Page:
Participants discussed the role of foundational/soft skills in emerging jobs and questioned how important the former are compared to technical skills. The data suggests that while both types of skills are rather important, the exact link between the 2 depends on the job and the context. At the same time, evidence shows that even though many jobs officially require a university diploma, students tend to additionally acquire a set of foundational/soft skills to complement their skill sets given how the latter are more and more valued in the market. What is more, labour markets continue to evolve and recent market data also shows that many jobs that are previously known to have less emphasis on technical skills and more on soft skills now require STEM skills. A good example to this is the marketing jobs which require more and more statistical and data analysis skills. Finally, participants questioned whether it is possible to know if a vacancy is filled using real-time labour market data. Unfortunately, such follow-up is not possible; however, what is possible is to see how long a vacancy stays on the job portal and if the same vacancy has been reposted, which in turn can give an idea on the ease of filling this particular vacancy.
In the last session, Brian Fabo (CELSI) mainly talked about the voluntary web-based survey, WageIndicator, which collects information on salaries, occupations, and tasks across a set of countries. He mentioned that semantic matching algorithms are generally used to analyse occupation titles, which can be made compatible with international classifications such as ISCO and ESCO. However, as discussed earlier, many limitations of working with occupational titles across countries exist for various reasons: increased fragmentalisation of the labour market, comparability of the same occupation title across industries, and so on. Therefore, they take an alternative approach and focus on what people actually do in their jobs rather than on their job titles. This implies a competence or task-based approach, which is more comparable and easier to analyse than the occupational titles. The WageIndicator survey could be used for that purpose. However, given the voluntary nature of this type of web-based surveys, self-selection and representation issues arise again with data source. Next, Jacub Zavrel (Textkernel) shared his experience of using crawling, parsing, and coding of online job ads to enable text mining for skills in the European labour markets. He also acknowledged that working with the European labour market data involves further difficulties due to its multilingual structure. Their work mainly involves searching and analysing real-time online job ads as well as historical data and providing data for text mining and producing ‘jobfeeds’, which allow users to learn about opportunities on the job market in real-time. They also face difficulties such as ambiguity in the use of context and dealing with job title distributions with very long tail. Their method relies on automated coding of occupations based on existing taxonomies and using semantic matching tools to organise large and unstructured online job data to make it analysable. The main advantage of the semantic matching method is that they can always go and consult with the raw data (i.e. vacancy text). Based on the analysis of job ads data, he reemphasised the importance of guiding students - while they are still in college - about important and demanded skills that are useful for the job market.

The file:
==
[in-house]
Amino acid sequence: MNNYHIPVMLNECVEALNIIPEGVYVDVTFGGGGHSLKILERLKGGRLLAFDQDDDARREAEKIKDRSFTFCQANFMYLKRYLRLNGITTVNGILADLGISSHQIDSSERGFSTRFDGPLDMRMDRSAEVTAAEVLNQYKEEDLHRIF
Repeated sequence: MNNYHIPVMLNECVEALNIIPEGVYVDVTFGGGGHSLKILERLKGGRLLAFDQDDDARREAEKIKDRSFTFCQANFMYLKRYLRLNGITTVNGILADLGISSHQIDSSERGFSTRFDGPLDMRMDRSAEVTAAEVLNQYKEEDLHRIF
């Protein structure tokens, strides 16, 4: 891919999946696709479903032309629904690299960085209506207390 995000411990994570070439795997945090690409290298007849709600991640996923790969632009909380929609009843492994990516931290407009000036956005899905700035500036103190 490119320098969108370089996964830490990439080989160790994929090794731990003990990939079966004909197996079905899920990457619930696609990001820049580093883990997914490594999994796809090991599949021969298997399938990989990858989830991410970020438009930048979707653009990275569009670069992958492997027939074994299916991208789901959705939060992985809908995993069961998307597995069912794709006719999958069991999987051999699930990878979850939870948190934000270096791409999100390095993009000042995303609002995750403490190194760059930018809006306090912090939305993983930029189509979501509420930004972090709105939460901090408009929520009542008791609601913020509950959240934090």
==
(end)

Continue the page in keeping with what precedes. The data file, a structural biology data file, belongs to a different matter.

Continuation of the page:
As the last speaker, Kea Tijdens (University of Amsterdam) initially focused on the challenge of multi-country occupational coding. While this challenge has been widely discussed overall during the workshop, Kea gave an interesting global picture of the problems involved in cross-country occupational coding, where the width and depth of job titles vary depending on the actors, i.e. job seekers, employers, professional associations, educational institutes, etc. Then she focused on the issues of match between educational requirement in vacancies and education levels of job holders based on a paper using matched EURES (vacancies) and WageIndicator (jobholder information) data in the case of Czech Republic. Their analysis contributes to the limited knowledge about how employers adjust their vacancy behaviour in case of low or abundant supply of jobseekers within a certain skill group.
At the end of the presentations, Miroslav Beblavy (CEPS) shared his thoughts on take-home messages and concluding remarks of the workshop. Accordingly, the main advantages of internetbased job ads data are (1) having the real-time nature and immediacy, (2) usually being given in large samples, and (3) acting as an imperfect mirror of the labour market dynamics. They could give an idea about the skills and competences in demand by employers - thus also help guiding education policies and career paths - as well as convey a strategic communication (e.g. brandbuilding, firmgrowth) of the hiring firm. The main weaknesses are related to (1) lack of comparability of occupation and job data across countries and over time, (2) data quality and reliability due to representation concerns, duplications, and diverse coding practices. All these shortcomings seem to make online data not a perfect substitute to the traditional labour market data, but rather a complementary source of information.
More information can be found here.